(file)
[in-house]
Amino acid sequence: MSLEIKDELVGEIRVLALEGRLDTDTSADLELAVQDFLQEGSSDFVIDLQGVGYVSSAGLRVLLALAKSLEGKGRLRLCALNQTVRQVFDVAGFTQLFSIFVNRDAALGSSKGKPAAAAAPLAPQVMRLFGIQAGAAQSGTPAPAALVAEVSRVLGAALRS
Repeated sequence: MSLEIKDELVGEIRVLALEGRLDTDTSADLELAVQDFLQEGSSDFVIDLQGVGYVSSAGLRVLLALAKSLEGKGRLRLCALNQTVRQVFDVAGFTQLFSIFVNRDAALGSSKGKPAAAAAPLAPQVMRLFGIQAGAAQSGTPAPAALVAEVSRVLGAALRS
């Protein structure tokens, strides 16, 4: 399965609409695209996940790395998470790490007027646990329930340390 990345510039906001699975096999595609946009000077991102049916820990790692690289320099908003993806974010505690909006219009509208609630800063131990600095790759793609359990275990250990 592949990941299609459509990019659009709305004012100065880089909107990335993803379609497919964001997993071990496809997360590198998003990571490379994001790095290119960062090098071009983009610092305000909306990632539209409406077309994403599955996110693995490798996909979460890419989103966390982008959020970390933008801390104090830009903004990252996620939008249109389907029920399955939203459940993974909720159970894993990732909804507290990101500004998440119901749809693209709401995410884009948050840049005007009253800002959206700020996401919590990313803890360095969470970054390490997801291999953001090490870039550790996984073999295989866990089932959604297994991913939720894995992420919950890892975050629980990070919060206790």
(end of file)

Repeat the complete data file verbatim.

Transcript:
[in-house]
Amino acid sequence: MSLEIKDELVGEIRVLALEGRLDTDTSADLELAVQDFLQEGSSDFVIDLQGVGYVSSAGLRVLLALAKSLEGKGRLRLCALNQTVRQVFDVAGFTQLFSIFVNRDAALGSSKGKPAAAAAPLAPQVMRLFGIQAGAAQSGTPAPAALVAEVSRVLGAALRS
Repeated sequence: MSLEIKDELVGEIRVLALEGRLDTDTSADLELAVQDFLQEGSSDFVIDLQGVGYVSSAGLRVLLALAKSLEGKGRLRLCALNQTVRQVFDVAGFTQLFSIFVNRDAALGSSKGKPAAAAAPLAPQVMRLFGIQAGAAQSGTPAPAALVAEVSRVLGAALRS
């Protein structure tokens, strides 16, 4: 399965609409695209996940790395998470790490007027646990329930340390 990345510039906001699975096999595609946009000077991102049916820990790692690289320099908003993806974010505690909006219009509208609630800063131990600095790759793609359990275990250990 592949990941299609459509990019659009709305004012100065880089909107990335993803379609497919964001997993071990496809997360590198998003990571490379994001790095290119960062090098071009983009610092305000909306990632539209409406077309994403599955996110693995490798996909979460890419989103966390982008959020970390933008801390104090830009903004990252996620939008249109389907029920399955939203459940993974909720159970894993990732909804507290990101500004998440119901749809693209709401995410884009948050840049005007009253800002959206700020996401919590990313803890360095969470970054390490997801291999953001090490870039550790996984073999295989866990089932959604297994991913939720894995992420919950890892975050629980990070919060206790």